THE BLOG
06/22/2012 09:14 am ET Updated Aug 22, 2012

The Pretentious Public

For the past 50 years, the general trend among the middle class has been along the lines of the following. A teen would go to high school, then college and then graduate school if they wanted to become a lawyer or doctor, for example. Well, things have changed.

Let's look at law, for example. Dewey & LeBoeuf, a law firm with over 1,000 lawyers and 26 offices worldwide, has just recently filed for bankruptcy. A 103-year-old firm went out of business just like that. So what does the litigation field look like now? Well, if you're a recent law school graduate, things don't look so promising. If finding a job in this economy wasn't hard enough, you now have the added competition of veteran lawyers with years of experience. If you're an HR staffer at a law firm, it's a no-brainer. You're now able to get a well-seasoned lawyer with years of experience and sometimes, they come at less than retail price. So, if you're a high school student thinking about getting into law, simply open the front page of the New York Times or the Huffington Post and you'll see that law doesn't look so promising. Same can be said for the medical field. With med school alone taking you into $200,000 of debt and malpractice insurance usually costing around the same, the notion that being a doctor is lucrative doesn't hold the same weight anymore. Now, there are advantages to being a doctor. People will always be sick and they'll always need doctors to treat them. For lawyers, however, there is simply a glut of them, which has lead them to seek other careers -- such as baristas and bus drivers. It's an unfortunate reality. The white-collar professions just don't got "it" anymore. This is not to say that no one should become a doctor or a lawyer. But people need to recognize that these jobs just don't maintain the same sense of security they used to have.

Blue-collar professions, however, are professions that are gold waiting for the taking. As the situation stands now, America has lost its manufacturing prowess. All one has to do is drive through Michigan or the rust belt to see that things have changed. With labor costs being cheaper in foreign lands, we just aren't going to see those jobs come back. But what people seem to forget is the other side of the blue-collar job field. The service jobs field -- jobs vital to our everyday lives -- is experiencing a drought in available workers. Plumbers, electricians and carpenters are just some of the vital professions of which our country is in short supply. Why? Because in today's society, some people live with the notion that such professions are beneath them and that they don't pay well. That couldn't be further from the truth. The aforementioned skills are in high demand by companies and local governments who need these skills to help their operations going and are willing to pay for it. We shouldn't keep stressing to kids to have the highest possible GPAs and standardized tests scores and to go to the best universities when there is no guarantee that that investment will pay off. But, if you teach them a trade, you give them a skill that they can use the rest of their life. Think of the possibilities. If you're a doctor, you only have a medical license for the country you're in. A lawyer is only able to practice law in a particular state after passing its bar exam. But, a carpenter? He can practice his skill in Tucson or Taiwan.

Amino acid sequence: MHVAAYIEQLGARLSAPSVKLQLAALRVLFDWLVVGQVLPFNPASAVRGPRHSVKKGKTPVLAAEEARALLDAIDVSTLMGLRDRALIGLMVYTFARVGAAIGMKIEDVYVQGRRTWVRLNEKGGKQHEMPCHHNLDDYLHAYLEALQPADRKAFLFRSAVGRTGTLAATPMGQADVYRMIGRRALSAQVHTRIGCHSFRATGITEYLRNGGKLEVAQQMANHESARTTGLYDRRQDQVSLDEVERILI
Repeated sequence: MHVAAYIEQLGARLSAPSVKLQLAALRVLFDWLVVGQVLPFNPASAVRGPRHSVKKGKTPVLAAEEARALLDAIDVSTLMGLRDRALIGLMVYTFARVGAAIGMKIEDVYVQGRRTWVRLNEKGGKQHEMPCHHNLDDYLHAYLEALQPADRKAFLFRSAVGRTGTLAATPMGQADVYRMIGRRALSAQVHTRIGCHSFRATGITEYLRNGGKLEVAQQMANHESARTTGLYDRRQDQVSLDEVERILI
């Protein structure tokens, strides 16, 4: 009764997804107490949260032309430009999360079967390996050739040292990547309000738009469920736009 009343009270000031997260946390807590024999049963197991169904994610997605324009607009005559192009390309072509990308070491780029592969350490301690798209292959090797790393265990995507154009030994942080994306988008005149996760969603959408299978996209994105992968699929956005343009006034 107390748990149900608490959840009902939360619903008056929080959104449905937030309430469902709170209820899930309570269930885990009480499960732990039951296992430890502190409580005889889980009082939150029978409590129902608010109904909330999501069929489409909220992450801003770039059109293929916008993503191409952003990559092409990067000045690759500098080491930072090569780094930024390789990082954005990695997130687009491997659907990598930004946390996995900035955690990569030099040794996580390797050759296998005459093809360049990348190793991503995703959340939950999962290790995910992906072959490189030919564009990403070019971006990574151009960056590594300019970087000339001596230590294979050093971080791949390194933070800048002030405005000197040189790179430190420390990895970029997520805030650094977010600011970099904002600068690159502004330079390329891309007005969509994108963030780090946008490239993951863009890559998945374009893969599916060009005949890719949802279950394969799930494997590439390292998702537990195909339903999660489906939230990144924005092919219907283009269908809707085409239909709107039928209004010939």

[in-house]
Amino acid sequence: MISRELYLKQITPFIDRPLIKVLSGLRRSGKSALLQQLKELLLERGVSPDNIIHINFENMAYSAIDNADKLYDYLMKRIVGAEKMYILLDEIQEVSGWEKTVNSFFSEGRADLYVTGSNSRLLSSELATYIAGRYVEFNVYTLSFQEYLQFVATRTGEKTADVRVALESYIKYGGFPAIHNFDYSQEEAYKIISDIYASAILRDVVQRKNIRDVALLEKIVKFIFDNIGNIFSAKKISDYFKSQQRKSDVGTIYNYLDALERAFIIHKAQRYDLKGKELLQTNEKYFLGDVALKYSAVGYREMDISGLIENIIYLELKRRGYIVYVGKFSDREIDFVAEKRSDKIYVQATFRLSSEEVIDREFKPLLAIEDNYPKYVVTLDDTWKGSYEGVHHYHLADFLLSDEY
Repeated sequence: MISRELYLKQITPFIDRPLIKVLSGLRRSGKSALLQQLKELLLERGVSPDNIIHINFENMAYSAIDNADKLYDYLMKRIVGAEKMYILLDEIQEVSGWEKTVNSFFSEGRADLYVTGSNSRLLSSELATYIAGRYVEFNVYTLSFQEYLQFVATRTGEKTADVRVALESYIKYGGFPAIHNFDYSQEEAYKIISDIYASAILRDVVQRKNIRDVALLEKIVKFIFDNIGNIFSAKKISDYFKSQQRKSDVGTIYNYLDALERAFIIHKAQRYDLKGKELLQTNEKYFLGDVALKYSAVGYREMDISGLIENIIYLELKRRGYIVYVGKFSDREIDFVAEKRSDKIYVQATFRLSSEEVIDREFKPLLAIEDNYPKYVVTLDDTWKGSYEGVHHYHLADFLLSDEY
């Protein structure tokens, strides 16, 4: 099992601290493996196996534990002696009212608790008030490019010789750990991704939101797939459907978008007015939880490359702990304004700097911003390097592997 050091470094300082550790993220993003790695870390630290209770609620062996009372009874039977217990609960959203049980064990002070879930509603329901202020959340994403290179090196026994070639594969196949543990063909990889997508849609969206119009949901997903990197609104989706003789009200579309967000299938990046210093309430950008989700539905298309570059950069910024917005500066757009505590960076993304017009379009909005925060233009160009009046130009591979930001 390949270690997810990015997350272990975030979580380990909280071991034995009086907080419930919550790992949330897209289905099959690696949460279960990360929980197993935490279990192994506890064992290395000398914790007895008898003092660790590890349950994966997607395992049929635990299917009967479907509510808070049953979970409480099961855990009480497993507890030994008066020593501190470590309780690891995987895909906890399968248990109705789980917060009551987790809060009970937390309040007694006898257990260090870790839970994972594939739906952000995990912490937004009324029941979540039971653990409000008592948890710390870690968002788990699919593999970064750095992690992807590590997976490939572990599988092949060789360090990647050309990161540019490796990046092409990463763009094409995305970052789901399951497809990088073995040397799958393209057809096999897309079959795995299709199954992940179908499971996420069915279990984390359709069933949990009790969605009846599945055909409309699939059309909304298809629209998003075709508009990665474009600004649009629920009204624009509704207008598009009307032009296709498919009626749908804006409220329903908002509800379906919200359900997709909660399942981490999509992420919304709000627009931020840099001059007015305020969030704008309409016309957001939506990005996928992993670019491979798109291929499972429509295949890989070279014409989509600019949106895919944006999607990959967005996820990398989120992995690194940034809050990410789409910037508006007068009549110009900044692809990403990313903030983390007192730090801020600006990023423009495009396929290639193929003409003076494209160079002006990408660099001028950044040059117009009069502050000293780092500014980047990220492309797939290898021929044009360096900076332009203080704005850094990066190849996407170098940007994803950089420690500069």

School should be a place for kids to learn, not to memorize and stress about exams. College, graduate school and the job market have all gotten so competitive and tenacious. It's like shoving a square peg through a round hole. The world is different now than it was 20 years ago. Everyone is going to college, whether it be in a lecture hall or on a computer. We live in a world dominated by Wal-Mart and Best Buy, with mom-and-pop stores being forced to close. If American leaders want to know why the unemployment rate is so high, it's quite simple. In regards to white-collar jobs, there are too many people for too few professions. But on the blue-collar side, it's quite the opposite. And because of that, this is why our manufacturing base is gone but it doesn't have to be forgotten. Companies such as Apple Inc. have stated that the reason they produce their products in China is because of the lack of trade skills among us Americans. What if that changed? What if we did have the people with the technical know-how? We create the products -- why shouldn't we make them? Now, there are benefits for these companies to produce products in China, but by us taking the initiative, we put them in a precarious position where they have fewer and fewer reasons not the make their goods right here in the USA.

As infuriating as this news may be, we have no choice. We can't sit around while the politicians in Washington keep bickering. We need to act on our own and we can. School districts should introduce more trade school classes so students have a trade straight out of high school. We need to convince businesses to restart their old factories and make their products back at home. Most importantly, we need to convince the American people that there are alternatives. As awkward as it sounds, you don't need to go to graduate school and you don't need that doctorate, especially with today's job market. These are the professions that built up America, literally. They may not be the most glorious of professions but they are professions that are always in demand and always will be.

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